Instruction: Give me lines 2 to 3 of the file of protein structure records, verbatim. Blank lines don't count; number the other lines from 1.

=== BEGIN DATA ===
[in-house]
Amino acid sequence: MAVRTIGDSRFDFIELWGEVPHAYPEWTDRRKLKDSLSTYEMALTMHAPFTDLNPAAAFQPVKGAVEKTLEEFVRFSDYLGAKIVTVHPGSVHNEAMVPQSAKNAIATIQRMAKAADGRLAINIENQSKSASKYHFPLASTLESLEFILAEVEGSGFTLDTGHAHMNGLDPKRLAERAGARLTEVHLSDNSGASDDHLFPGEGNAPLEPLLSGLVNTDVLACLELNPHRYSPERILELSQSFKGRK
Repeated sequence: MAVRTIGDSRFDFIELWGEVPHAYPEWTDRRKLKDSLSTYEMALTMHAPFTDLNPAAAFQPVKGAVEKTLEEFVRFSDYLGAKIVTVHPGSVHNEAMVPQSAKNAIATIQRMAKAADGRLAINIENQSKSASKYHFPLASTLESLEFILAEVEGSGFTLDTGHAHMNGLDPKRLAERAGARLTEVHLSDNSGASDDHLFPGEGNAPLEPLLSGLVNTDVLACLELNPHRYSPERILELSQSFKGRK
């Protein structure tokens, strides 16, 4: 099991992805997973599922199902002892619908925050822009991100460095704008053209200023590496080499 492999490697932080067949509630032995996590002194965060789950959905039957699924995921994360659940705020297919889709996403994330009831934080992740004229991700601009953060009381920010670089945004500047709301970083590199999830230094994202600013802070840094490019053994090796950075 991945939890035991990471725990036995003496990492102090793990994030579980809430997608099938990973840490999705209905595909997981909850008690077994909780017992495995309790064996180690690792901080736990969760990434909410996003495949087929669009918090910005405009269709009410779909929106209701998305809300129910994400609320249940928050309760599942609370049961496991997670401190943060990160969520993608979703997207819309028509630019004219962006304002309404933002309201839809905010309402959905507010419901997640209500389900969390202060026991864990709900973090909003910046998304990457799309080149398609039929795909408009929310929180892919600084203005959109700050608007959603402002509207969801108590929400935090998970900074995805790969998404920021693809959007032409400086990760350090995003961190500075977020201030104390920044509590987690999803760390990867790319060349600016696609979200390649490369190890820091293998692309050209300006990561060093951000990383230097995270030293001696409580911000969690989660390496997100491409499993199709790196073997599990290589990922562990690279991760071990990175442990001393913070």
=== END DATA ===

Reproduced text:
Amino acid sequence: MAVRTIGDSRFDFIELWGEVPHAYPEWTDRRKLKDSLSTYEMALTMHAPFTDLNPAAAFQPVKGAVEKTLEEFVRFSDYLGAKIVTVHPGSVHNEAMVPQSAKNAIATIQRMAKAADGRLAINIENQSKSASKYHFPLASTLESLEFILAEVEGSGFTLDTGHAHMNGLDPKRLAERAGARLTEVHLSDNSGASDDHLFPGEGNAPLEPLLSGLVNTDVLACLELNPHRYSPERILELSQSFKGRK
Repeated sequence: MAVRTIGDSRFDFIELWGEVPHAYPEWTDRRKLKDSLSTYEMALTMHAPFTDLNPAAAFQPVKGAVEKTLEEFVRFSDYLGAKIVTVHPGSVHNEAMVPQSAKNAIATIQRMAKAADGRLAINIENQSKSASKYHFPLASTLESLEFILAEVEGSGFTLDTGHAHMNGLDPKRLAERAGARLTEVHLSDNSGASDDHLFPGEGNAPLEPLLSGLVNTDVLACLELNPHRYSPERILELSQSFKGRK